Perhaps the tone of Cornelistromp's reply was too vivid. Surely he got a bit touched by your statement, considering his knowledge of this type of swords, being himself also a collector and reportedly documented in the subject.
However given that you felt offended with it, he has always the opportunity to repair his approach.
On the other hand, considering that such reaction was originated by your firm contradiction to the contents of his thread, you might have as well come around and expand the evidence of your categorical observations, as it seems you are also solid within the area.
That this forum is unfriendly because of this ephemeral episode, is surely a subjective remark; it definitely lacks the basis to become objective.
Obviously you are left free to choose your options; no one wishes you being here against your desire.

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Old 3rd November 2014, 02:29 PM   #11
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Quote:
Originally Posted by Roland_M
[QUOTE=cornelistromp]
"Hi Roland, your statement about the katzbalger is somewhere between very amusing and total nonsense. "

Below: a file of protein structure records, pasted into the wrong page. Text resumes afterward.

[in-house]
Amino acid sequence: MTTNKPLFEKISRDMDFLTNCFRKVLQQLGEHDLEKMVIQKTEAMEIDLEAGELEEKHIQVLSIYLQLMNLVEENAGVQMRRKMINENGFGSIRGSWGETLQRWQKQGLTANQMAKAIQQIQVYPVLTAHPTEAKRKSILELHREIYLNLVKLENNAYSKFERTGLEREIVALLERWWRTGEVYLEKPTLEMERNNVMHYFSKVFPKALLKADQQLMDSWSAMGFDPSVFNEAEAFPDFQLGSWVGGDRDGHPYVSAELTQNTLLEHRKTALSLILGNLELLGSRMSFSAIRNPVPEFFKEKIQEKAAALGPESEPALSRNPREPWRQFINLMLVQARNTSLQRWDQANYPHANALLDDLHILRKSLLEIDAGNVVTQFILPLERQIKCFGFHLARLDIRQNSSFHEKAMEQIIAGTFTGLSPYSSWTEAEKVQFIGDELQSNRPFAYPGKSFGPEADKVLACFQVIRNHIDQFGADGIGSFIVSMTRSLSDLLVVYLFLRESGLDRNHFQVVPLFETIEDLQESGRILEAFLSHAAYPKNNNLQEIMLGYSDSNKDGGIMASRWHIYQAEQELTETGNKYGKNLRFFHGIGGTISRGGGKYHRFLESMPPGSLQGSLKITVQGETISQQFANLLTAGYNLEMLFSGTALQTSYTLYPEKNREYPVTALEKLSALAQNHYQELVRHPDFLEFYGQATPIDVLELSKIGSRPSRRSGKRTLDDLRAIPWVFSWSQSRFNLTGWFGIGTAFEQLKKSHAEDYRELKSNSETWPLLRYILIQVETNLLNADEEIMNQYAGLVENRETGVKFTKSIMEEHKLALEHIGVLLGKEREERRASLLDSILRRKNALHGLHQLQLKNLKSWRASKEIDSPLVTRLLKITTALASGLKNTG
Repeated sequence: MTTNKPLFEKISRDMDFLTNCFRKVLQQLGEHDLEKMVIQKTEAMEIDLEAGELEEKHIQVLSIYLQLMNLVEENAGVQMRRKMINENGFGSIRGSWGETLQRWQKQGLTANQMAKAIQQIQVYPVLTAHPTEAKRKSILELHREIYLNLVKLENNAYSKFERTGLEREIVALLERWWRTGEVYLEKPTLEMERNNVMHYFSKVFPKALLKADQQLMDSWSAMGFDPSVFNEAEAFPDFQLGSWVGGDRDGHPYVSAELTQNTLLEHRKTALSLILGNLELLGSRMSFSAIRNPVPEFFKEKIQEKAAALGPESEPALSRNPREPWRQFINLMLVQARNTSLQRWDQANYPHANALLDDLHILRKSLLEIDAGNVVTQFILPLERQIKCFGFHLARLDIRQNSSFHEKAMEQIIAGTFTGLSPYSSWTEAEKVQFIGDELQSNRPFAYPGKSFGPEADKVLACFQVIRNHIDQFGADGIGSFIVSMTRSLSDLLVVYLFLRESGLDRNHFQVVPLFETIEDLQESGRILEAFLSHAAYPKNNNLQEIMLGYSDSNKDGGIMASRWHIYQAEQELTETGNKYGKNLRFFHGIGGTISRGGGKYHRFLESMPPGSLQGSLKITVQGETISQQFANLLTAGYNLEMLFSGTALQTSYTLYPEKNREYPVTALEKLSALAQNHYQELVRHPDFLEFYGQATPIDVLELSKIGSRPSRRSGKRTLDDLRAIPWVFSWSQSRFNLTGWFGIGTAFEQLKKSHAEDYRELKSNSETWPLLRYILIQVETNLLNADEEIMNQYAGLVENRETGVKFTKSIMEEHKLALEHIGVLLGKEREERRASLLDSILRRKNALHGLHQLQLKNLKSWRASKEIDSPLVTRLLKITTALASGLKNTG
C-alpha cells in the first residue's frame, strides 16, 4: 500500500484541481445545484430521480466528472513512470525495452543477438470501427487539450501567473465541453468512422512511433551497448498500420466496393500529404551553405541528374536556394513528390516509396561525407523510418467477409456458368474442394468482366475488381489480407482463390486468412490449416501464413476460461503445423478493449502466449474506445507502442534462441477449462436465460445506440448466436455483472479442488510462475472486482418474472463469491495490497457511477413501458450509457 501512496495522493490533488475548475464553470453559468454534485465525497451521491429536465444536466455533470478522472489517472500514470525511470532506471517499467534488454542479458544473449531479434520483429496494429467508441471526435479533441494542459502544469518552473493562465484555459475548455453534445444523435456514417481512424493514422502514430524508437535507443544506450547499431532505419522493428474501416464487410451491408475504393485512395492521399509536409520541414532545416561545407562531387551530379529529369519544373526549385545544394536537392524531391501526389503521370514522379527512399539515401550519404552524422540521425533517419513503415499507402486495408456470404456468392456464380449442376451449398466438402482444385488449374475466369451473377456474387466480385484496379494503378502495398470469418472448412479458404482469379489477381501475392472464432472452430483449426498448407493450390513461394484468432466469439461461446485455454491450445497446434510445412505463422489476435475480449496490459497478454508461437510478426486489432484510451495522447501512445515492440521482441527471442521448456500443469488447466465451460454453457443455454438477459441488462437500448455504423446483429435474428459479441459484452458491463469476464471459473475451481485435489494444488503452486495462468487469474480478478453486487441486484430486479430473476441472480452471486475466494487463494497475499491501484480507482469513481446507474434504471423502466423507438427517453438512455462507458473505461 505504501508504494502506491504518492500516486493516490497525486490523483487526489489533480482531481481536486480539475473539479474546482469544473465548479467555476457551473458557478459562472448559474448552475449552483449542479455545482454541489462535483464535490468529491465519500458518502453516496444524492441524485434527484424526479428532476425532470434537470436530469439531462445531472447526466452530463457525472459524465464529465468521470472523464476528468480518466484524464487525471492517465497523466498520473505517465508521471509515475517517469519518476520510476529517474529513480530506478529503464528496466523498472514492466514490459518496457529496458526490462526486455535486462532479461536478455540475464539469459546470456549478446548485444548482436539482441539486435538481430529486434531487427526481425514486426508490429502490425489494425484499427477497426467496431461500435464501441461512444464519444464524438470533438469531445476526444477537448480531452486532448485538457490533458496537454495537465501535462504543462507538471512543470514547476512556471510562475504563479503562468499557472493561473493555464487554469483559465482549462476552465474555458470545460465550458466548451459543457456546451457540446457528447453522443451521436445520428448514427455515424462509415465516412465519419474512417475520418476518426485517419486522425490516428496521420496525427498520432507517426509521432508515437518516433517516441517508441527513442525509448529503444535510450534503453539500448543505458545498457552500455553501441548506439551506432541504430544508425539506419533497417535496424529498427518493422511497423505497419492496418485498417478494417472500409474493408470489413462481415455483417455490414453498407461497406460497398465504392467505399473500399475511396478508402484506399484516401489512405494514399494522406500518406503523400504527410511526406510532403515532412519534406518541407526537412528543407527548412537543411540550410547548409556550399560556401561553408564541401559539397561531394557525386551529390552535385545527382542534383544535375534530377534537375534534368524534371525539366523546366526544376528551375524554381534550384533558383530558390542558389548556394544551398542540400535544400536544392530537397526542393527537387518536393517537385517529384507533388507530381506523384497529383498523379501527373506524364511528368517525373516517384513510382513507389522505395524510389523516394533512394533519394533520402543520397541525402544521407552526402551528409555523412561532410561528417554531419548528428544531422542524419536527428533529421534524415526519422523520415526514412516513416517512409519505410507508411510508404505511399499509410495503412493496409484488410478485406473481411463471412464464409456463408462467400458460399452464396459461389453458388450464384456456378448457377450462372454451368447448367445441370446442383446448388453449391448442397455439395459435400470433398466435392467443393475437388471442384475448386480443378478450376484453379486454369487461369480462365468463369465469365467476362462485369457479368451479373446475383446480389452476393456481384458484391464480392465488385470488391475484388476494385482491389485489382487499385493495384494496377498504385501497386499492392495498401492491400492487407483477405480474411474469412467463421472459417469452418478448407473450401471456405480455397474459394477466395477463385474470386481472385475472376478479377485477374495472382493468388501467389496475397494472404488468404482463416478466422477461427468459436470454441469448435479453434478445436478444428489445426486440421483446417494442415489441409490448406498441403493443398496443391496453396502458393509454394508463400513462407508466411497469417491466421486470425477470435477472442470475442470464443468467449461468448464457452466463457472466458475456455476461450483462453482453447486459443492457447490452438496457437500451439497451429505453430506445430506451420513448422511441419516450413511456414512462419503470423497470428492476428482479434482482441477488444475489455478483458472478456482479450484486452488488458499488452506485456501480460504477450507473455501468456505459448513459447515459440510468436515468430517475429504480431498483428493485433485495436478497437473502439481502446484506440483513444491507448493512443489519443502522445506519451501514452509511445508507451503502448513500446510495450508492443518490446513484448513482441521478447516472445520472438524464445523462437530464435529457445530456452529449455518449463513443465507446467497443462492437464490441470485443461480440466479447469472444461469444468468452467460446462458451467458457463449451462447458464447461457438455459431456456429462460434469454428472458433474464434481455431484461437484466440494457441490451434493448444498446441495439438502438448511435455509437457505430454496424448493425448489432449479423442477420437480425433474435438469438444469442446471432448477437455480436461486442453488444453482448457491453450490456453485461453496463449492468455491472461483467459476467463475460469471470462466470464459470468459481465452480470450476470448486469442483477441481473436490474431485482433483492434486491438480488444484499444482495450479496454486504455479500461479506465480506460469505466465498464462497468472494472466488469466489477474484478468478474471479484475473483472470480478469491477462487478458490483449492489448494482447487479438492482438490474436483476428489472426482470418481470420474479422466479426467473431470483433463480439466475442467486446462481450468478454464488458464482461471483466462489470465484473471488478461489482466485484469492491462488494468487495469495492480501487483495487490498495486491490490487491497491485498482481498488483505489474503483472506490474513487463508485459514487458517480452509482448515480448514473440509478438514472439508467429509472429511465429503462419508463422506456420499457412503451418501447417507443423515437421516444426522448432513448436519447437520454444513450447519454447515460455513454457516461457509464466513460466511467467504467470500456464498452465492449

---

Thank you for your warm words. But before you offend people, you should spend more time for studying.
The Katzbalger is always a short sword, whether you believe it or not.

It is not necessary to answer my comment, it was the last one in this unfriendly forum.


Roland,
sorry for my sharp text, it was not my intention to offend you, it is nothing personal.
However if you claim something like you did, it is appropriate that you come with support for this, otherwise it remains an unsubstantiated one-liner without further meaning.

This can be an article from the Arms-Armour literature or measurements taken in museums and private collections etc.
And I'm also curious how you come to information like this, personal judgment ? Internet ? by hearsay?

please do not worry about my study of different swords, I'm on schedule.

best,
Jasper

Last edited by cornelistromp : 4th November 2014 at 06:23 AM.
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Old 5th November 2014, 12:14 PM   #12
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back to business
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Old 8th November 2014, 01:08 PM   #13
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the sword of St Paul in a painting by Pier Francesco Sacchi 1520.
National gallery in London No 1523
it's a two-hand sword with side-rings mounted at the center.
the side-rings are in the form of a Katzbalger 8 shaped guard and are not closed.

closed ring guards you do not you see before 1515 at sword hilts, my theory is that those closed side-ring guards are originally developed from the Katzbalger hilts.

The sword of St Paul's beautiful example of a transitional type.
Also there were around 1520 parry hooks and a Velvet grip clothing with decoration.

best,
jasper